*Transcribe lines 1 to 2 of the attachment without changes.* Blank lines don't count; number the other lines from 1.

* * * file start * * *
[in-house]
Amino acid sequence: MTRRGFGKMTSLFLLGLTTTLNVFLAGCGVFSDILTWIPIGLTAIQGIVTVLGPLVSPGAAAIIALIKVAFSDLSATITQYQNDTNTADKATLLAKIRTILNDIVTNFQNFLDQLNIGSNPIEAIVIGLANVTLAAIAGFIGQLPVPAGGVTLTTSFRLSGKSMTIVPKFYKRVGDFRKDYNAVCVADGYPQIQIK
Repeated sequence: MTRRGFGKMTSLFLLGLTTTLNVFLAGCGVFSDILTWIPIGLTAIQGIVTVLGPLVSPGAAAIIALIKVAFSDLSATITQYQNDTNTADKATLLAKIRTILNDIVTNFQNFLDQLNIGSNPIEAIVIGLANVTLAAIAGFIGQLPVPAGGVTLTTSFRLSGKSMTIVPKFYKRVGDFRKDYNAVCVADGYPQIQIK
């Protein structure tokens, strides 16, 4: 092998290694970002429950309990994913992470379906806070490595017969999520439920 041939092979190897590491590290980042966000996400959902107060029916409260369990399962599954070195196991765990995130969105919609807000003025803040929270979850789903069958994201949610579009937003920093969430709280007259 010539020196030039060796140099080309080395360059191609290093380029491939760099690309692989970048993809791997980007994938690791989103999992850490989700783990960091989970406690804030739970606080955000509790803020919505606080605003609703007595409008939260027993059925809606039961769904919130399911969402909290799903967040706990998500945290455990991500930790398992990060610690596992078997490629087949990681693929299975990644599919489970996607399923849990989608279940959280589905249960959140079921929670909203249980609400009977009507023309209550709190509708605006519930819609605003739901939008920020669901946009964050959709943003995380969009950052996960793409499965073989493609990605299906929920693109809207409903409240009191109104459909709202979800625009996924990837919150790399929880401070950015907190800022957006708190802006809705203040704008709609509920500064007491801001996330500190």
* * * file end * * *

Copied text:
[in-house]
Amino acid sequence: MTRRGFGKMTSLFLLGLTTTLNVFLAGCGVFSDILTWIPIGLTAIQGIVTVLGPLVSPGAAAIIALIKVAFSDLSATITQYQNDTNTADKATLLAKIRTILNDIVTNFQNFLDQLNIGSNPIEAIVIGLANVTLAAIAGFIGQLPVPAGGVTLTTSFRLSGKSMTIVPKFYKRVGDFRKDYNAVCVADGYPQIQIK